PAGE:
Your income and assets are a key consideration when applying for SSI benefits. SSI is for those with limited income and assets, so if your income and resources exceed the limits, you may not qualify. An attorney from our team can review your case, explaining whether you have a disabling medical condition and meet the financial qualifications for SSI benefits.
There is no work history requirement, as SSI is a needs-based program.
How Are SSDI and SSI Similar?
SSDI and SSI both:
- Provide monthly cash benefits
- Require that you are so disabled that you are unable to work
- Evaluate the severity of your health condition using the same medical criteria
- Provide access to health care benefits
While these programs have different eligibility requirements, both programs provide essential financial assistance to those who cannot support themselves due to a disability.
Complete a Free Case Evaluation form now
What Are the Income Limits for SSDI and SSI?
Both SSDI and SSI have income limits. You are not eligible for either program if you make more money than the income limit. If you are earning over a certain amount, it is proof that you can work to support yourself.
For the SSDI program, the SSA measures your amount of income against the Substantial Gainful Activity (SGA) amount set for that year. The 2023 SGA monthly grossearnings limit is $1,470 or $2,460 if you are legally blind. If your income exceeds this limit, the SSA determines that you are not eligible for benefits based on your income.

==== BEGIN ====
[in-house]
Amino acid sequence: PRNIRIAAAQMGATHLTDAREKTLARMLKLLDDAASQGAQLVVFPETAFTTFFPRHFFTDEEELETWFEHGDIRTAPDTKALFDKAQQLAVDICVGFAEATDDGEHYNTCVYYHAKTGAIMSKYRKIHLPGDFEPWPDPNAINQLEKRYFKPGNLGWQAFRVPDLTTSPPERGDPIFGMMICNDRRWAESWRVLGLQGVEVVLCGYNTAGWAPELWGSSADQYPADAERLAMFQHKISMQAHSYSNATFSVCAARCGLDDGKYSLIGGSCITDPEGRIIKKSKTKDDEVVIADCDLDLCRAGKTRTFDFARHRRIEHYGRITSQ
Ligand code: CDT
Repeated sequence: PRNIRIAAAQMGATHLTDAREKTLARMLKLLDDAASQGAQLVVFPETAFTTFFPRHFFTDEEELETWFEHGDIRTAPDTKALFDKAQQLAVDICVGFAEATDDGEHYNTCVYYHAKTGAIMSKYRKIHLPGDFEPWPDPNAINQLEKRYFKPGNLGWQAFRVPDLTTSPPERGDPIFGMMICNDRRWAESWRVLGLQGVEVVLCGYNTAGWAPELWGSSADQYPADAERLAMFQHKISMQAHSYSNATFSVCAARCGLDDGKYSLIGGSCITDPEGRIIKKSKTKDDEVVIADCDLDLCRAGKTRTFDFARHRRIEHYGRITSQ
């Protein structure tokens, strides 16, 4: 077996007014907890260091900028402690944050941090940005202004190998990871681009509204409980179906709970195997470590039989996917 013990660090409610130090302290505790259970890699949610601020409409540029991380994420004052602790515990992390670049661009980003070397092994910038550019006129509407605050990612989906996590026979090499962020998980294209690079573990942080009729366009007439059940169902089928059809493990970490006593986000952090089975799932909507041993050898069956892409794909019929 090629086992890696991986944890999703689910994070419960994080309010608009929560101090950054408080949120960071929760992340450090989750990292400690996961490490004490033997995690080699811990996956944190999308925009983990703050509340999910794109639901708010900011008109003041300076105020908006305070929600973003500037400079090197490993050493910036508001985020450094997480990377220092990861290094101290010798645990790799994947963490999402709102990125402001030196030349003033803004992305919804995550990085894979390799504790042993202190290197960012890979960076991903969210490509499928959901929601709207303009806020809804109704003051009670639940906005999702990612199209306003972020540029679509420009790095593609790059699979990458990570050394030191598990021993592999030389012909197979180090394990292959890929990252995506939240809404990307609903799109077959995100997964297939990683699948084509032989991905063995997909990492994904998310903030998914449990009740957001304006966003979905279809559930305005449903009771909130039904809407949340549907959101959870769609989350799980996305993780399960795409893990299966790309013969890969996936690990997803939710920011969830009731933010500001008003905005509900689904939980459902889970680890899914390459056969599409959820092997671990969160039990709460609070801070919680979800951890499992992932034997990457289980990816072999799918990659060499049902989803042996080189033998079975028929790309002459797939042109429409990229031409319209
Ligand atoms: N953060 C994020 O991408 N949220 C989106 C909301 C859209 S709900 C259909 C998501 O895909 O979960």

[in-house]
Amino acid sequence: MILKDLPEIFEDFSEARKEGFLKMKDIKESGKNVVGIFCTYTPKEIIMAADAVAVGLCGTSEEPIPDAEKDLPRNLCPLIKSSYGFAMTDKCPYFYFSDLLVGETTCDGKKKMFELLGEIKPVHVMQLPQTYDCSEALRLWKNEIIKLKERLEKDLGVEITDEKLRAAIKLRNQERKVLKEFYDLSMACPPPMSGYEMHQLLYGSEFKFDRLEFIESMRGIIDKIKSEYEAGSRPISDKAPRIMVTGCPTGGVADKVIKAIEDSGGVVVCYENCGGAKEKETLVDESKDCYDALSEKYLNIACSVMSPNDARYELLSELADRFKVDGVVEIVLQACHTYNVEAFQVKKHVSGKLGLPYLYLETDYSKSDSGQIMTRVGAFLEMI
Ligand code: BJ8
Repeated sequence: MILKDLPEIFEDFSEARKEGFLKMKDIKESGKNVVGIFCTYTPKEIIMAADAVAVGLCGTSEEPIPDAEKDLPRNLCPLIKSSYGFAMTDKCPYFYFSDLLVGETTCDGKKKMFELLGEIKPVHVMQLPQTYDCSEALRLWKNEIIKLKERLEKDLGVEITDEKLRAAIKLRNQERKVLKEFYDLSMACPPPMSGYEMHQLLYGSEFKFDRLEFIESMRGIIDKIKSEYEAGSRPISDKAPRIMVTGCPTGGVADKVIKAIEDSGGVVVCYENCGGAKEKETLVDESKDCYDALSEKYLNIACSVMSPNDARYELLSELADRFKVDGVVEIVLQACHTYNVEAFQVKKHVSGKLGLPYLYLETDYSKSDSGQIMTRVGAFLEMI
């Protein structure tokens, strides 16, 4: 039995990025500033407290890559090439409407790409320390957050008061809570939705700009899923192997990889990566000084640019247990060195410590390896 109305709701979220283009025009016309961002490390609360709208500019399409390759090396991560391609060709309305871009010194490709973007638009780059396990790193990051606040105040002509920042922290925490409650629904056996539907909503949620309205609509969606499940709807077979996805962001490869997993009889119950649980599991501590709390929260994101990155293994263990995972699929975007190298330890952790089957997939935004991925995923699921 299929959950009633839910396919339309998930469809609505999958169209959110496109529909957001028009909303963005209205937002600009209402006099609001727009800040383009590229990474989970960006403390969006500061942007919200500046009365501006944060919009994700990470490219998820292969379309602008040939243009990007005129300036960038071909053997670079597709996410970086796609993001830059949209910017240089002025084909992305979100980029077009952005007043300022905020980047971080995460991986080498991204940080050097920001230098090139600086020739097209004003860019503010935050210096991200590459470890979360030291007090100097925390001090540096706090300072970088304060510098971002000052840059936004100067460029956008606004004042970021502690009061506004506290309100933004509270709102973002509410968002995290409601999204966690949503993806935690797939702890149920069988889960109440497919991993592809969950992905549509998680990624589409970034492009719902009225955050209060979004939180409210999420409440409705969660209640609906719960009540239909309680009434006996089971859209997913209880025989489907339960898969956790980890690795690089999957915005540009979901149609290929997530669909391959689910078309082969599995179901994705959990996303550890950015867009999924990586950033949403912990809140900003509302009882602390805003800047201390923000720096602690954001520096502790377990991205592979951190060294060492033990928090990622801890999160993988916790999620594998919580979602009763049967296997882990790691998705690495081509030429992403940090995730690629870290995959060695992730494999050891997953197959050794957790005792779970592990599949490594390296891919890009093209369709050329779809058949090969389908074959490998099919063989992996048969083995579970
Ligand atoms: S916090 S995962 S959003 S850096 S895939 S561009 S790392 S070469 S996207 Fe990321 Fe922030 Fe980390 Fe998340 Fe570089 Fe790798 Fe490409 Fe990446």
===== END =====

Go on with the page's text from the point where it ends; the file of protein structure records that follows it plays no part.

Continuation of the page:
The income limits for the SSI program in 2023 is $1,913. The income limit does increase for a couple and can be affected by the number of dependents you have. Our lawyers can help you understand if you qualify for exemptions or deductions.
What Are the Asset Limits for SSDI and SSI?
There are no asset limits for SSDI. You could own significant personal assets and still qualify for SSDI if you meet the work income, disability, and work credits requirements.
SSI, on the other hand, is only available for people with verylimited assets (or resources). An individual cannot own countable assets worth more than $2,000, while a couple cannot own more than $3,000 in assets. A countable asset is anything with cash value. Certain items, including your home, one vehicle, and certain life insurance policies, do not count toward this limit. Our lawyers can help you determine if you meet the asset limits for the SSI program.
How do I Apply for SSDI Benefits, SSI Benefits, or Both?
The process of applying for SSDI or SSI benefits generally requires:
- Obtaining documentation of the disabling medical conditions, which can include medical images, doctors’ records, and expert testimony about your injury or illness
- Securing records of Social Security-eligible income, which may be necessary to prove your work credits and qualify for SSDI benefits
- Submitting applications to the proper agencies
- Maintaining communication with the SSA to ensure the prompt processing of your application(s)
- Completing any necessary appeals in the face of a denial or undervaluation of your benefits
This process can be complicated and stressful, especially when dealing with a disabling medical condition. An attorney from our team will work to ensure the SSA makes the accurate disability determination, values your disability fairly, and provides the benefits you are entitled to.
Call Berger and Green Today for a Free Consultation About Pursuing Social Security Benefits
During your free consultation, Berger and Green can help you understand if you qualify for SSDI or SSI benefits. We can then assist in the application process and represent you in dealings with the SSA. Our guidance may make the application process (and appeals process, if necessary) easier for you.
Call Berger and Green today for a free consultation about completing your SSI or SSDI application.